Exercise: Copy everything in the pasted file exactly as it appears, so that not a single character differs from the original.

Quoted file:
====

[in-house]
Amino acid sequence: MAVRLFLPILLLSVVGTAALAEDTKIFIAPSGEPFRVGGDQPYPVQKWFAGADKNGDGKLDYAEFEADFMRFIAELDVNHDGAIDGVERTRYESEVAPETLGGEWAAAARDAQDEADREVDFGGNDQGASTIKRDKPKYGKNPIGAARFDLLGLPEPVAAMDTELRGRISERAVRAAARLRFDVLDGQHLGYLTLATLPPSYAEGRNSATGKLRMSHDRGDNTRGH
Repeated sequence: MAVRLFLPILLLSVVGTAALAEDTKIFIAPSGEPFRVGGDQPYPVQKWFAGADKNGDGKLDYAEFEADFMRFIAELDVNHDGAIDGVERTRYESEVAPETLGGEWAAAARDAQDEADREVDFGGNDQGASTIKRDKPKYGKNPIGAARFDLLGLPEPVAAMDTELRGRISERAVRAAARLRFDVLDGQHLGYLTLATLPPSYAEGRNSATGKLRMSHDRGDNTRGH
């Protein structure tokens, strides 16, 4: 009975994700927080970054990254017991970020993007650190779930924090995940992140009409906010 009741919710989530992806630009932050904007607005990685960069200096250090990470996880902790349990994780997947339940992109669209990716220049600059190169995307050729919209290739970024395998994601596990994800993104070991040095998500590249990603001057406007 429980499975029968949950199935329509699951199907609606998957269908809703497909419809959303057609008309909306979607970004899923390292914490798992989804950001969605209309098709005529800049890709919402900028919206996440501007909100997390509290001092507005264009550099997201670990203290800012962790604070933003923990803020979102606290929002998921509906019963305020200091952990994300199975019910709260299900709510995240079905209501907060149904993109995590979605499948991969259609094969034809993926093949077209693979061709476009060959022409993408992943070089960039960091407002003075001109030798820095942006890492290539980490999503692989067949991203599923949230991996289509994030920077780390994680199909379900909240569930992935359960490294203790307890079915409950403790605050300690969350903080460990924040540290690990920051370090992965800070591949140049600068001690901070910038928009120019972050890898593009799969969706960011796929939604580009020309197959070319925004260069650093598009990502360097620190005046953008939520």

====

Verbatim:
[in-house]
Amino acid sequence: MAVRLFLPILLLSVVGTAALAEDTKIFIAPSGEPFRVGGDQPYPVQKWFAGADKNGDGKLDYAEFEADFMRFIAELDVNHDGAIDGVERTRYESEVAPETLGGEWAAAARDAQDEADREVDFGGNDQGASTIKRDKPKYGKNPIGAARFDLLGLPEPVAAMDTELRGRISERAVRAAARLRFDVLDGQHLGYLTLATLPPSYAEGRNSATGKLRMSHDRGDNTRGH
Repeated sequence: MAVRLFLPILLLSVVGTAALAEDTKIFIAPSGEPFRVGGDQPYPVQKWFAGADKNGDGKLDYAEFEADFMRFIAELDVNHDGAIDGVERTRYESEVAPETLGGEWAAAARDAQDEADREVDFGGNDQGASTIKRDKPKYGKNPIGAARFDLLGLPEPVAAMDTELRGRISERAVRAAARLRFDVLDGQHLGYLTLATLPPSYAEGRNSATGKLRMSHDRGDNTRGH
């Protein structure tokens, strides 16, 4: 009975994700927080970054990254017991970020993007650190779930924090995940992140009409906010 009741919710989530992806630009932050904007607005990685960069200096250090990470996880902790349990994780997947339940992109669209990716220049600059190169995307050729919209290739970024395998994601596990994800993104070991040095998500590249990603001057406007 429980499975029968949950199935329509699951199907609606998957269908809703497909419809959303057609008309909306979607970004899923390292914490798992989804950001969605209309098709005529800049890709919402900028919206996440501007909100997390509290001092507005264009550099997201670990203290800012962790604070933003923990803020979102606290929002998921509906019963305020200091952990994300199975019910709260299900709510995240079905209501907060149904993109995590979605499948991969259609094969034809993926093949077209693979061709476009060959022409993408992943070089960039960091407002003075001109030798820095942006890492290539980490999503692989067949991203599923949230991996289509994030920077780390994680199909379900909240569930992935359960490294203790307890079915409950403790605050300690969350903080460990924040540290690990920051370090992965800070591949140049600068001690901070910038928009120019972050890898593009799969969706960011796929939604580009020309197959070319925004260069650093598009990502360097620190005046953008939520």